I’m always asking clients and prospective clients have you done this or done that like you said you would.
Ready to start the project? Looked at that proposal? Thought about your positioning or lacklustre marketing efforts? Written that content yet? Read what I sent you? … etc
And often the answer is that old chestnut, “Sorry but I’ve been too busy”.
I always think to myself, “too busy” doing what?
All human beings have one thing in common, we all have 24 hours in a day and within reason, we all have the choice on how we spend that 24 hours.
My thoughts are that I’m never actually “too busy” to do anything.
I choose what I am going to do every day, no one tells me what I must do and even if they did, I still have the choice not to do it.
Sorry, but I don’t buy the old “I’ve been too busy” chestnut, you just chose to do something else instead.
What I’m going to spend most of my time doing this year is working on something that will benefit me, and hopefully you, and make us both a lot of money. That’s the plan anyway.
Note the words WORKING ON.
I’m working on the business; my clients might not like to think so, but that’s more important to me than working in the business. I’ll do both, but I’ll never allow myself to be “too busy” working in it.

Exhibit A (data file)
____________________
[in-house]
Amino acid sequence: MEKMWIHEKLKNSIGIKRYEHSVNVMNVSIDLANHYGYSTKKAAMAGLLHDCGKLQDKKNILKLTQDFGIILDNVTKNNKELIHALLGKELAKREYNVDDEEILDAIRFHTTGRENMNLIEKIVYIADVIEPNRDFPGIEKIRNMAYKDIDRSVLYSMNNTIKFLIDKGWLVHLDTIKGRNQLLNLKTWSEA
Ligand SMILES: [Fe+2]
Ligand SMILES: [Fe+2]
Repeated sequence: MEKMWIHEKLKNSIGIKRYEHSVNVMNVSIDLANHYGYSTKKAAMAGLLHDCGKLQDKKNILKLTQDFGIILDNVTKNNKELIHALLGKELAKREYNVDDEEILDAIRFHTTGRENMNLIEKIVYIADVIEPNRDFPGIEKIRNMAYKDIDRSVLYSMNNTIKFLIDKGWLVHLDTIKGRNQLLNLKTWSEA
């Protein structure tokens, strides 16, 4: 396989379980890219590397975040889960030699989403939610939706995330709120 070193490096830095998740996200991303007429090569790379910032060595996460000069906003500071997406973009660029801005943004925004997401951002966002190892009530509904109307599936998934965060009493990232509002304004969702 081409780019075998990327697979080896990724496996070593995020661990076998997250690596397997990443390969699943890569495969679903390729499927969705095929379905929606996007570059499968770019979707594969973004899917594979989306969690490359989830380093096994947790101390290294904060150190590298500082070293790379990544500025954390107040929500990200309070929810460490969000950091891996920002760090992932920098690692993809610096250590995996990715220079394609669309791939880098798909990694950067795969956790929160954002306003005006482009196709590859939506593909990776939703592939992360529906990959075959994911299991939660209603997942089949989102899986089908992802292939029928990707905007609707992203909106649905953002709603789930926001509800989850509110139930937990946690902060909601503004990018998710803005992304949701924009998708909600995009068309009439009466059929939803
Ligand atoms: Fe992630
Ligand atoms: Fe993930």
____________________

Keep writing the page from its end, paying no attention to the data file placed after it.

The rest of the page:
I can hear the rumblings now – “great for you but not possible for me”. Of course it is but you’ll never be “not too busy” if you don’t do the working on bit, and “too busy“ will end up being your lot in life.
And before you know it, it will be next year.
Spend the time now on the things that will make you less “busy” in the future.
“Too busy” can also signal that you’re not making enough money or charging enough to give you the time to be “not too busy”.
It’s a vicious cycle, how do I know? Because I used to always be “too busy”.
But here I am today with enough time to write this blog article, workshop a new marketing initiative, and over the next 3 months produce it, and take it to market so I can become even “less busy”.
An old boss of mine once told me, “Jim the best and smartest managers work themselves out of a job”.
Success in my eyes is being able to do the things you want to do when you want to do them – no point making more money if you’re a slave to the machine.
And don’t forget – work always expands to fill the time available – so reduce the time you’re available for the “busy” stuff and either don’t do it or get someone else to.
That’s what I’m working on. What will you be working on this year, so that you don’t have to tell me the next time I ask (and I will) “Sorry Jim I’ve been too busy”?